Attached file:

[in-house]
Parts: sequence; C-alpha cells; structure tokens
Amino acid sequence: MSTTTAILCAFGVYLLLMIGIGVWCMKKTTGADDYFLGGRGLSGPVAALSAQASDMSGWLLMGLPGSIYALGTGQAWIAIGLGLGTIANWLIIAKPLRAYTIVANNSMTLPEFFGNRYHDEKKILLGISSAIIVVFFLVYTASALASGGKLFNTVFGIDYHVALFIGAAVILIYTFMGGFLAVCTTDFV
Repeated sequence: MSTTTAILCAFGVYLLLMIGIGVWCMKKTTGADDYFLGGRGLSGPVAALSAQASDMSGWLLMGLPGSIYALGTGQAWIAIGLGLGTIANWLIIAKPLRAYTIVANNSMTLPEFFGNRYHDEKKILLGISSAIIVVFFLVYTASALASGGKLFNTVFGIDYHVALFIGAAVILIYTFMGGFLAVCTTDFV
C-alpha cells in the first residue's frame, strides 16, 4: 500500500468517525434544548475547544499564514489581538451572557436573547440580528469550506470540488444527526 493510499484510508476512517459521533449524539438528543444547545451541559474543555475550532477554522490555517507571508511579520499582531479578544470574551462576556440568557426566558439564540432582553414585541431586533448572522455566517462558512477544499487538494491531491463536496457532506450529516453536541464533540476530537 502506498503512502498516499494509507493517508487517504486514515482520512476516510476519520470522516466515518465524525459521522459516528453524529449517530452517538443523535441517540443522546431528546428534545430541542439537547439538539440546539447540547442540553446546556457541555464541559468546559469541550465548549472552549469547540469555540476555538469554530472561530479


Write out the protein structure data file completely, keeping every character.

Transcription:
[in-house]
Parts: sequence; C-alpha cells; structure tokens
Amino acid sequence: MSTTTAILCAFGVYLLLMIGIGVWCMKKTTGADDYFLGGRGLSGPVAALSAQASDMSGWLLMGLPGSIYALGTGQAWIAIGLGLGTIANWLIIAKPLRAYTIVANNSMTLPEFFGNRYHDEKKILLGISSAIIVVFFLVYTASALASGGKLFNTVFGIDYHVALFIGAAVILIYTFMGGFLAVCTTDFV
Repeated sequence: MSTTTAILCAFGVYLLLMIGIGVWCMKKTTGADDYFLGGRGLSGPVAALSAQASDMSGWLLMGLPGSIYALGTGQAWIAIGLGLGTIANWLIIAKPLRAYTIVANNSMTLPEFFGNRYHDEKKILLGISSAIIVVFFLVYTASALASGGKLFNTVFGIDYHVALFIGAAVILIYTFMGGFLAVCTTDFV
C-alpha cells in the first residue's frame, strides 16, 4: 500500500468517525434544548475547544499564514489581538451572557436573547440580528469550506470540488444527526 493510499484510508476512517459521533449524539438528543444547545451541559474543555475550532477554522490555517507571508511579520499582531479578544470574551462576556440568557426566558439564540432582553414585541431586533448572522455566517462558512477544499487538494491531491463536496457532506450529516453536541464533540476530537 502506498503512502498516499494509507493517508487517504486514515482520512476516510476519520470522516466515518465524525459521522459516528453524529449517530452517538443523535441517540443522546431528546428534545430541542439537547439538539440546539447540547442540553446546556457541555464541559468546559469541550465548549472552549469547540469555540476555538469554530472561530479